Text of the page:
Child abuse images hidden in crypto-currency blockchain
Images of child sexual abuse have been found embedded in the system powering a high-profile crypto-currency.
Somebody added the illegal images to the core ledger of Bitcoin Satoshi Vision (BSV) by using a payment processor.
This ledger, known as the blockchain, is a running record of crypto-currency transactions, shared among users of the platform.
Experts have warned that abuse of blockchain tech is a growing problem.
How did this happen?
The blockchain is central to the way many crypto-currencies such as Bitcoin work and in theory stops people making fake transactions or manipulating their account balance.
One key feature of the blockchain is that information added to it cannot be changed without significant effort.
In January, the amount of data that could be added to the BSV blockchain was increased significantly.
Before that, people could generally add only short chunks of text or web links to the blockchain.
But now it is possible to add full images in an encoded format.
Payment system Money Button said its service had been used to post the illegal images on the BSV blockchain in early February.
UK laws state that the simple possession of indecent photographs of children is an offence and any distribution of such material can warrant a longer prison sentence.
Jimmy Nguyen, founder of crypto-cash company nChain, which oversees the BSV currency, said it had "zero tolerance" for illegal use of the system.
"The Bitcoin SV blockchain is not a place for criminal activity - and if you use it for illegal purposes, you will leave a digitally signed evidence trail that cannot be erased," he told BBC News.
"We stand ready to work with global law enforcement authorities to stamp out this and any other illegal misuse of Bitcoin."
Ryan Charles, founder of Money Button, said: "Since most businesses increased the size of allowed data recently, making it possible to post large files, criminals are trying to push the limits."
The abuse images embedded in the BSV blockchain were spotted when they appeared on Bitcoinfiles.org.
The website lets people browse a rolling list of messages and other content added to the blockchain.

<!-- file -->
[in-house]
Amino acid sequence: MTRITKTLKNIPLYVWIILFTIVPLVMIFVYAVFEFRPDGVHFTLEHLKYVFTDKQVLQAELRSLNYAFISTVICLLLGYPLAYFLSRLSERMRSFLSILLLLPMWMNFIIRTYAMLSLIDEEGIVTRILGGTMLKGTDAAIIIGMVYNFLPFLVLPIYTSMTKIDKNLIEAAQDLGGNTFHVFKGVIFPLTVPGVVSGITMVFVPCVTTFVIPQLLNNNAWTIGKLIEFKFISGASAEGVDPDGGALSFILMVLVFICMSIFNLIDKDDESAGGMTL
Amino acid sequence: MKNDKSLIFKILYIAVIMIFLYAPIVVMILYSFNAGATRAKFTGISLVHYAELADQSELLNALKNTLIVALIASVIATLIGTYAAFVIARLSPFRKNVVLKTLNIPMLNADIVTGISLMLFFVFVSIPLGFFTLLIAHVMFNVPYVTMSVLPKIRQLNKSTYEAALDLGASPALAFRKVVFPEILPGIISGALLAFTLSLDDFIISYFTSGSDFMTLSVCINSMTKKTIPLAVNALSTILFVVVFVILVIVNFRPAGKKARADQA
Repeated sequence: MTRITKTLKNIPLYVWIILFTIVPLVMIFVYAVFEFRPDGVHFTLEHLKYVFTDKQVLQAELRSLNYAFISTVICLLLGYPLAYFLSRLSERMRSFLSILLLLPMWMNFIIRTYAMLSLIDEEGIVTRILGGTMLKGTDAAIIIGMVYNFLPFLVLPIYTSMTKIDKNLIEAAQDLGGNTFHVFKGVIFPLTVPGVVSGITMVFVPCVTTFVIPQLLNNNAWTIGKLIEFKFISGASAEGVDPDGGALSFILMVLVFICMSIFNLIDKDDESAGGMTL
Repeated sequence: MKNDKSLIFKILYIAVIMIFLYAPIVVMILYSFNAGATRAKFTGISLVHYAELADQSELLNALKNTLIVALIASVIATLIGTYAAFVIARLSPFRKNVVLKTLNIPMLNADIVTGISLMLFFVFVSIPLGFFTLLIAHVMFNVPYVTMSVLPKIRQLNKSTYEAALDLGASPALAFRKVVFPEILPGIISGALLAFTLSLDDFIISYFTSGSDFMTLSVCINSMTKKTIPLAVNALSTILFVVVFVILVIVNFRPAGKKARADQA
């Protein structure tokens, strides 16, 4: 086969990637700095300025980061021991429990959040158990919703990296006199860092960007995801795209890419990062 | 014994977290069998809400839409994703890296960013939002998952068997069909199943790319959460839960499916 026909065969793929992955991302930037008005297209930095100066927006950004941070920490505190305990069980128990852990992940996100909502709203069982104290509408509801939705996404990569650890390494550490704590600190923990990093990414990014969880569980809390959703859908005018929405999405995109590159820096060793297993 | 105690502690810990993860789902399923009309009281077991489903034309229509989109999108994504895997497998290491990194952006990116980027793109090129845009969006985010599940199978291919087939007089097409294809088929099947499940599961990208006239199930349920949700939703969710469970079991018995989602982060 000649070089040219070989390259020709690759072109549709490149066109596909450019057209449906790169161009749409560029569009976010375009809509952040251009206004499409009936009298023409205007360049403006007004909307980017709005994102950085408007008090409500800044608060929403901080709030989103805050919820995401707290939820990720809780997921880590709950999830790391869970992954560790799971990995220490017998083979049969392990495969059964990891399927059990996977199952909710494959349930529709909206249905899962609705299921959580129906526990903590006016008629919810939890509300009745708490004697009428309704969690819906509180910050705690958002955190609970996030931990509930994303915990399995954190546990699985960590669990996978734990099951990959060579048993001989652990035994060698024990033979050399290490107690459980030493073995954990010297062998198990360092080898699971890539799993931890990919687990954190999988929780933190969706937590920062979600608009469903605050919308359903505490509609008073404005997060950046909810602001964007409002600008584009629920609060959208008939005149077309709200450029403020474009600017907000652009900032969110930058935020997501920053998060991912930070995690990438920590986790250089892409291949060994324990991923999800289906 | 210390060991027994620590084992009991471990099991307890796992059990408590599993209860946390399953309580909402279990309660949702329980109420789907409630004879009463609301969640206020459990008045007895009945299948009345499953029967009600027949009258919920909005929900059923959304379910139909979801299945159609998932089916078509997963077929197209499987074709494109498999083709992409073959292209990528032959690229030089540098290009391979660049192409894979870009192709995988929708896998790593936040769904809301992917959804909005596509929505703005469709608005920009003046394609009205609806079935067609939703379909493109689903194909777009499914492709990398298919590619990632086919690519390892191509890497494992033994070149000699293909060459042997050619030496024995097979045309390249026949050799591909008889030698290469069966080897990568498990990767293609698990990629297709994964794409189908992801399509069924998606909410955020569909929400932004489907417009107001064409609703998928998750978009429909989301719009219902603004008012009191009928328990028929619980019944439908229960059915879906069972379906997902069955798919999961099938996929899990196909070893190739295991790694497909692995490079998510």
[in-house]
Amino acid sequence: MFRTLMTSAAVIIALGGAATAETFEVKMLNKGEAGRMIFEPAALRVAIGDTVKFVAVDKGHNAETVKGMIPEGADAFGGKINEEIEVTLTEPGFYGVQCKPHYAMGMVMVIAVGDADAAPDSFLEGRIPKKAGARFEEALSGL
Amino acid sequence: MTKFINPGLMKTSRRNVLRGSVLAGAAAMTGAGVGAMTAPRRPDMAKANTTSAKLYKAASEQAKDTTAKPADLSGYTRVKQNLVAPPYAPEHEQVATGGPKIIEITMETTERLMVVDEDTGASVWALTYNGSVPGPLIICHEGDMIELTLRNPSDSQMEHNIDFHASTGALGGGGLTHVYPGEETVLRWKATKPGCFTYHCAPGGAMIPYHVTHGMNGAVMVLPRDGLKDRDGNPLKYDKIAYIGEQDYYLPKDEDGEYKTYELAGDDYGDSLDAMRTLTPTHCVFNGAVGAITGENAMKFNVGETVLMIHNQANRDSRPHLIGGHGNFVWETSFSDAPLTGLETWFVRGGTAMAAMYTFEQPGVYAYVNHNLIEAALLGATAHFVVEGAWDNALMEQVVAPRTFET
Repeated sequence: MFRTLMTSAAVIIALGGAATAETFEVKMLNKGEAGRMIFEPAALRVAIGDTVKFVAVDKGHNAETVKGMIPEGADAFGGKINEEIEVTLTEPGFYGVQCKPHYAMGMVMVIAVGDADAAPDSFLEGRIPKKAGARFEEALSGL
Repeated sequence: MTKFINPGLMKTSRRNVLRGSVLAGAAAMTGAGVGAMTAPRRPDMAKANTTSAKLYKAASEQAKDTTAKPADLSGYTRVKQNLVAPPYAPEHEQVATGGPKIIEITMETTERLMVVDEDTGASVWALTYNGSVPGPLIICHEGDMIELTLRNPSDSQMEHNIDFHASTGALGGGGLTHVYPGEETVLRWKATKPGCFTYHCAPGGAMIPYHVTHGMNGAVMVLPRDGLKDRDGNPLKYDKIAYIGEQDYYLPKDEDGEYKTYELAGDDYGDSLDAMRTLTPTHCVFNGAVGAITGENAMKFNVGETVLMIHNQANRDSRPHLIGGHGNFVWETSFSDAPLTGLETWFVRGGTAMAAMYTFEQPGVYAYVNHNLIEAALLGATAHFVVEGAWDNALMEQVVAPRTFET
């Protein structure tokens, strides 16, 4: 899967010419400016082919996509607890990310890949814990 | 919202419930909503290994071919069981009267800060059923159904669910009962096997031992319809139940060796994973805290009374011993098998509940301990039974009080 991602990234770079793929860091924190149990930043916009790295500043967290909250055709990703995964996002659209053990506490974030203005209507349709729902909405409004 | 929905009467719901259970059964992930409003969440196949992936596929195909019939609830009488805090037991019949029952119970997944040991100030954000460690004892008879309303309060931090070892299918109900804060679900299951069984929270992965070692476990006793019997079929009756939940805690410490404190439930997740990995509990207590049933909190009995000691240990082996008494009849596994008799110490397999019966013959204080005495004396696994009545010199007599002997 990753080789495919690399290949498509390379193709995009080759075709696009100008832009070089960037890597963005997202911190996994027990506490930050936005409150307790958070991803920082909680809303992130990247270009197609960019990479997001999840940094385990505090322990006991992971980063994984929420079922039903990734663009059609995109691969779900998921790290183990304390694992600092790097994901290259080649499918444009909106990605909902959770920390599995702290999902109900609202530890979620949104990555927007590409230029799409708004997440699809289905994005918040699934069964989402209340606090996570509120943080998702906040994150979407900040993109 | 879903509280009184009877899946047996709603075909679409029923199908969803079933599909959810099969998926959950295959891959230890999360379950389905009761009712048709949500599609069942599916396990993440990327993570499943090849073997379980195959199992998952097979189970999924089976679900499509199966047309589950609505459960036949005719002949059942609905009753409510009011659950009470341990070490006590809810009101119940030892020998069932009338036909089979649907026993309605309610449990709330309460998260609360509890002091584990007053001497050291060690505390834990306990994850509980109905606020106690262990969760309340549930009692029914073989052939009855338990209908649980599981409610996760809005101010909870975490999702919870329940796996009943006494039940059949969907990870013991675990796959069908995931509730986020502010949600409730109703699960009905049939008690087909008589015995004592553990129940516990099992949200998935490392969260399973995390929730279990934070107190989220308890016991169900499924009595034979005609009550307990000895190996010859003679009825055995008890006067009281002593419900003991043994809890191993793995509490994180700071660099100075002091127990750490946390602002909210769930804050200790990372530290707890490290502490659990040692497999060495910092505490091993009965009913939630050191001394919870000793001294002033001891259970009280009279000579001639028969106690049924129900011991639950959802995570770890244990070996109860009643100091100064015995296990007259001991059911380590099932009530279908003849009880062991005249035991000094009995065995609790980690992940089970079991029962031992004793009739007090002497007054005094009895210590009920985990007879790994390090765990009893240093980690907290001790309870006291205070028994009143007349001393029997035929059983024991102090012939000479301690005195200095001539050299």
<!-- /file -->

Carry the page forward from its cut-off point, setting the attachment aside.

The appearance of the images prompted police to investigate. Bitcoinfiles.org has since closed the blockchain browsing service.
In addition, Money Button has banned the user that uploaded the material.
It has also put in place filtering systems to spot when anyone tries to upload similar content. Money Button is part-funded by nChain.
"Criminals should understand that everything on the blockchain is signed, time-stamped, and linked to everything else," said Mr Charles.
"We have all the information we need to track down criminals and prosecute them."
Information about the person who uploaded the images has been passed to the authorities.
'Not yet mature'
Eric Erstu, who runs the Cryptograffiti website that lets people read messages embedded in the Bitcoin blockchain, said: "There is nothing that could have prevented this from happening in other blockchains.
"It takes special care to seek and find illegal content from any block chain, as it is not a trivial process," he told BBC News.
"As for law enforcement, they would have to do the good old detective work in hope of tracking down the person who uploaded the illegal content on the block chain.
"Since everything you do on the blockchain is immutable, tracking down criminals is not too difficult."
Blockchain researcher Roman Matzutt, from the University of Aachen, in Germany, who has studied the problem of people uploading illegal content to the blockchain, warned it had become a "pressing issue".
He said there was "ongoing research" to find ways to remove such content from blockchains but these were "not yet mature".
And there was a "lack of sufficient sustainable solutions apart from making content insertion into public blockchains hard".